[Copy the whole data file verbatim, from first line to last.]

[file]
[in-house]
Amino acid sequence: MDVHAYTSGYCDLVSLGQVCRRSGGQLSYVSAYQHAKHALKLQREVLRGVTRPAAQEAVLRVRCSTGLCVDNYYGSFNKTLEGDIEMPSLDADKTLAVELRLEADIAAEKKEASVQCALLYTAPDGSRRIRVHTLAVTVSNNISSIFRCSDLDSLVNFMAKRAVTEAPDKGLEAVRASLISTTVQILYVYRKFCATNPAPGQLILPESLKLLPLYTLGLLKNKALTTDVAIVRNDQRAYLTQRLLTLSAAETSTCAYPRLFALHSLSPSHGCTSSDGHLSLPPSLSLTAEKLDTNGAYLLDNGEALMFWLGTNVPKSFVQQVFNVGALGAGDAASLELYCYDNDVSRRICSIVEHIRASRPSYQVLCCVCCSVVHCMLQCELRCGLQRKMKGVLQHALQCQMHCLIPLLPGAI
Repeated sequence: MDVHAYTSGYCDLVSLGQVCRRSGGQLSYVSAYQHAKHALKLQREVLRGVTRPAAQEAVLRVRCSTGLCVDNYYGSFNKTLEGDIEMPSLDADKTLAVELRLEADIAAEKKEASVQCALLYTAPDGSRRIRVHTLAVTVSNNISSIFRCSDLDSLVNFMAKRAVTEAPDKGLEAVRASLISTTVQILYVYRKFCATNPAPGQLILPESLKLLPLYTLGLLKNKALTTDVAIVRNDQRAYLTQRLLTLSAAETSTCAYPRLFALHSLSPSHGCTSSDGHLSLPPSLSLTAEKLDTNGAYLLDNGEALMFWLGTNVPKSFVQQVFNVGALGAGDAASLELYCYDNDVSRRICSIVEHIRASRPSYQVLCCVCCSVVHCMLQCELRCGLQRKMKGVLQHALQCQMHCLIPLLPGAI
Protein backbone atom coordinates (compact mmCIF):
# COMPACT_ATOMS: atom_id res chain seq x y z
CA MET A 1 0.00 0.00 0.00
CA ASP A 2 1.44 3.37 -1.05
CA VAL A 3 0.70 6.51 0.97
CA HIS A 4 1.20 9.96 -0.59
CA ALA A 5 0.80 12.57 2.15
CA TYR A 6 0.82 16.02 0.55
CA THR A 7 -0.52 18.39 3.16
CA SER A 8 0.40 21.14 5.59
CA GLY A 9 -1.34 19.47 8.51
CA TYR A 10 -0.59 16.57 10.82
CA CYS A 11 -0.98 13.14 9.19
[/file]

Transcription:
[in-house]
Amino acid sequence: MDVHAYTSGYCDLVSLGQVCRRSGGQLSYVSAYQHAKHALKLQREVLRGVTRPAAQEAVLRVRCSTGLCVDNYYGSFNKTLEGDIEMPSLDADKTLAVELRLEADIAAEKKEASVQCALLYTAPDGSRRIRVHTLAVTVSNNISSIFRCSDLDSLVNFMAKRAVTEAPDKGLEAVRASLISTTVQILYVYRKFCATNPAPGQLILPESLKLLPLYTLGLLKNKALTTDVAIVRNDQRAYLTQRLLTLSAAETSTCAYPRLFALHSLSPSHGCTSSDGHLSLPPSLSLTAEKLDTNGAYLLDNGEALMFWLGTNVPKSFVQQVFNVGALGAGDAASLELYCYDNDVSRRICSIVEHIRASRPSYQVLCCVCCSVVHCMLQCELRCGLQRKMKGVLQHALQCQMHCLIPLLPGAI
Repeated sequence: MDVHAYTSGYCDLVSLGQVCRRSGGQLSYVSAYQHAKHALKLQREVLRGVTRPAAQEAVLRVRCSTGLCVDNYYGSFNKTLEGDIEMPSLDADKTLAVELRLEADIAAEKKEASVQCALLYTAPDGSRRIRVHTLAVTVSNNISSIFRCSDLDSLVNFMAKRAVTEAPDKGLEAVRASLISTTVQILYVYRKFCATNPAPGQLILPESLKLLPLYTLGLLKNKALTTDVAIVRNDQRAYLTQRLLTLSAAETSTCAYPRLFALHSLSPSHGCTSSDGHLSLPPSLSLTAEKLDTNGAYLLDNGEALMFWLGTNVPKSFVQQVFNVGALGAGDAASLELYCYDNDVSRRICSIVEHIRASRPSYQVLCCVCCSVVHCMLQCELRCGLQRKMKGVLQHALQCQMHCLIPLLPGAI
Protein backbone atom coordinates (compact mmCIF):
# COMPACT_ATOMS: atom_id res chain seq x y z
CA MET A 1 0.00 0.00 0.00
CA ASP A 2 1.44 3.37 -1.05
CA VAL A 3 0.70 6.51 0.97
CA HIS A 4 1.20 9.96 -0.59
CA ALA A 5 0.80 12.57 2.15
CA TYR A 6 0.82 16.02 0.55
CA THR A 7 -0.52 18.39 3.16
CA SER A 8 0.40 21.14 5.59
CA GLY A 9 -1.34 19.47 8.51
CA TYR A 10 -0.59 16.57 10.82
CA CYS A 11 -0.98 13.14 9.19